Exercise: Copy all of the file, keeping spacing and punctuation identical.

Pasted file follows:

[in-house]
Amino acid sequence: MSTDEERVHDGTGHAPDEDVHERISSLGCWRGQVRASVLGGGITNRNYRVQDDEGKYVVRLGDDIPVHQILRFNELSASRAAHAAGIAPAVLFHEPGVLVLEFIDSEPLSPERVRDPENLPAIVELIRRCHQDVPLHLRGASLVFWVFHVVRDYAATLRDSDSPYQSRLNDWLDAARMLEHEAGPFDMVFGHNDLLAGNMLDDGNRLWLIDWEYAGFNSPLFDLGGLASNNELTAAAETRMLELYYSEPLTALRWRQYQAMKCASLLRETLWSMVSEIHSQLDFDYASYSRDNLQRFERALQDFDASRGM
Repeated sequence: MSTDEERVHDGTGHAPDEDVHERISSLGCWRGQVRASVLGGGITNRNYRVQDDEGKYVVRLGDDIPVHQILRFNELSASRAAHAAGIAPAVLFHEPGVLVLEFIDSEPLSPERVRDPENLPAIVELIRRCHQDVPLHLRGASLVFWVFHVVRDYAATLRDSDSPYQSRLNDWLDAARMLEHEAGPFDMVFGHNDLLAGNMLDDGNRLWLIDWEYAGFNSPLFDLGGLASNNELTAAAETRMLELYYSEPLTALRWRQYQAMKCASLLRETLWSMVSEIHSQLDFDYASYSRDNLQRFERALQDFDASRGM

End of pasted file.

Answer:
[in-house]
Amino acid sequence: MSTDEERVHDGTGHAPDEDVHERISSLGCWRGQVRASVLGGGITNRNYRVQDDEGKYVVRLGDDIPVHQILRFNELSASRAAHAAGIAPAVLFHEPGVLVLEFIDSEPLSPERVRDPENLPAIVELIRRCHQDVPLHLRGASLVFWVFHVVRDYAATLRDSDSPYQSRLNDWLDAARMLEHEAGPFDMVFGHNDLLAGNMLDDGNRLWLIDWEYAGFNSPLFDLGGLASNNELTAAAETRMLELYYSEPLTALRWRQYQAMKCASLLRETLWSMVSEIHSQLDFDYASYSRDNLQRFERALQDFDASRGM
Repeated sequence: MSTDEERVHDGTGHAPDEDVHERISSLGCWRGQVRASVLGGGITNRNYRVQDDEGKYVVRLGDDIPVHQILRFNELSASRAAHAAGIAPAVLFHEPGVLVLEFIDSEPLSPERVRDPENLPAIVELIRRCHQDVPLHLRGASLVFWVFHVVRDYAATLRDSDSPYQSRLNDWLDAARMLEHEAGPFDMVFGHNDLLAGNMLDDGNRLWLIDWEYAGFNSPLFDLGGLASNNELTAAAETRMLELYYSEPLTALRWRQYQAMKCASLLRETLWSMVSEIHSQLDFDYASYSRDNLQRFERALQDFDASRGM